I’ll configure the Navigate URL command that executes the web request to use a HTML parser rather than a full dynamic browser. Dynamic browsers are slower and are not needed in this case.

Now that I have my web request sorted out, I’ll execute the Navigate URL command to upload the file.

I now need to execute another web request to import the data from the uploaded file. Again, I’ll look through the Activity Monitor to find the web request that imports the data.

activityScreen2.png

I’ve located then web request that triggers the import of data from the uploaded file.

The web request importing the data is very simple. It requires the same CSRF token as before and an upload ID that is provided by the response I got when I uploaded the file.

importRequest.png

Details of the web request that triggers the import of data from the uploaded file.

I’ll add a capture command to my agent that extracts the file upload ID from the HTML returned by the file upload command. I need a simple Content Transformation script to get the ID from the HTML. I’ll also use the Always Update Design Value option, because the upload ID will obviously change every time I upload a file.

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I need to extract the upload ID from the web page returned when uploading the file.

I’ll use a Navigate URL command to execute the web request, and a Content Transformation script to insert the CSRF token and file upload ID into the web request.

contentTransformation.png

A simple regex script is used to replace data templates with extracted data at runtime.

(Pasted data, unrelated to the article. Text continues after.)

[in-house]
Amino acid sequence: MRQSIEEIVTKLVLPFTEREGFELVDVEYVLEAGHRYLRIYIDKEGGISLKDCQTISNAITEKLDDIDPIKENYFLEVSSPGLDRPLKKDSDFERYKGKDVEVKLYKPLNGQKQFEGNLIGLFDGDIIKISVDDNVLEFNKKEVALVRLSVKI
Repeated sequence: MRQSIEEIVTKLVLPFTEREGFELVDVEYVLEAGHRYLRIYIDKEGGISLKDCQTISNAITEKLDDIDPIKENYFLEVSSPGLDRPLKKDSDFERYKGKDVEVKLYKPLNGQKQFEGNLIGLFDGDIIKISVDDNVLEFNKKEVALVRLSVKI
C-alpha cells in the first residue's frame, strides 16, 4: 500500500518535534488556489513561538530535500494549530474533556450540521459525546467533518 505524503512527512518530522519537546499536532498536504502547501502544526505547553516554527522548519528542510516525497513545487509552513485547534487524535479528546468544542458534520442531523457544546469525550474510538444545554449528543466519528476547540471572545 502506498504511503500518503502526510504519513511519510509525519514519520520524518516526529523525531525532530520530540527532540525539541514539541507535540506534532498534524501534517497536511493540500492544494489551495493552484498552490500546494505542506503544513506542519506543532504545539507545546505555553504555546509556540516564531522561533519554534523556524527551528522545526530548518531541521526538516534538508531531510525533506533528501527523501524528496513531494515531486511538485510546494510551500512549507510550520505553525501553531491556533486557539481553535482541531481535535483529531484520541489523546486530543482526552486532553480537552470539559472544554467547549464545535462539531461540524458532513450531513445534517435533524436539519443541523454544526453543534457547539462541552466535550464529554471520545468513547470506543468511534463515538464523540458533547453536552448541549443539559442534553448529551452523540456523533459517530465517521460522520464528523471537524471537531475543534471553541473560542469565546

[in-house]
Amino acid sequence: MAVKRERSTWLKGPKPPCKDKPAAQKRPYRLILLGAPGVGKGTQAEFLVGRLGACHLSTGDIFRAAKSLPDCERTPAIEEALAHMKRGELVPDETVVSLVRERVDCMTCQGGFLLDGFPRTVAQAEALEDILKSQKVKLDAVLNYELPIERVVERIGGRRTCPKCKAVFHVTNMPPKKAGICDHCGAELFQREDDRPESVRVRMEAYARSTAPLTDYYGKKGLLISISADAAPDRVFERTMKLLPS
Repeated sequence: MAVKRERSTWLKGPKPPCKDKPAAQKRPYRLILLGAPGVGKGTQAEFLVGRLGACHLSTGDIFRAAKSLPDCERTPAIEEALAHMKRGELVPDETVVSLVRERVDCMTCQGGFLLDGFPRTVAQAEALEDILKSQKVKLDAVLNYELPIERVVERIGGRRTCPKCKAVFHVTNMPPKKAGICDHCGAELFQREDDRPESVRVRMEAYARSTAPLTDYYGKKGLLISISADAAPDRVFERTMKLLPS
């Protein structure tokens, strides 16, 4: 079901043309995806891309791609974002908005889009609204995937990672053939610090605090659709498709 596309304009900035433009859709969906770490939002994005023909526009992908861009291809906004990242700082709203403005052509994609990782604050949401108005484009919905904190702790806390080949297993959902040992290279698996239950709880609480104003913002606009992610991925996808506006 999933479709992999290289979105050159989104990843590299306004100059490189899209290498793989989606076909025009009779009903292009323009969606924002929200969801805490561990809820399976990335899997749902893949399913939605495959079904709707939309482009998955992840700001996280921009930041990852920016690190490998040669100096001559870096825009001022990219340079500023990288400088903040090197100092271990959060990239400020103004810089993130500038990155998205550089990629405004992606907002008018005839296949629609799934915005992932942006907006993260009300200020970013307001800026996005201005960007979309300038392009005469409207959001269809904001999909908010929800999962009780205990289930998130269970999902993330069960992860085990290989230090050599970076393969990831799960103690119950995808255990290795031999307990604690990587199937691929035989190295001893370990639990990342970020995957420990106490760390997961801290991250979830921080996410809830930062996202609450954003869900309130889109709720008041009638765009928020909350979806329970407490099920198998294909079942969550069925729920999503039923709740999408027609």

The URL command I use to execute the web request will also use a HTML parser instead of a full dynamic browser. The web server returns nothing if the import is successful, so there’s no reason to use a dynamic browser for this. After executing the Navigate URL command I get an empty page which is what I want, because that means the import was successful.

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After importing the data, the response from the web server is blank which means there’s no error.

I’m now done uploading the file and importing the products. I’ve added a command to my agent that refreshes the product list, just to verify that the products have actually been imported.

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After importing the data, I use a Navigate Link command to click on the Product link, which refreshes the products on the page.

Conclusion

Uploading files to web sites can be nearly impossible, but Sequentum Enterprise makes it as easy as it can possibly be. You still need some basic technical skills to examine and understand the web requests, but no programming is required, and Sequentum Enterprise provides excellent tools to help complete the most difficult steps.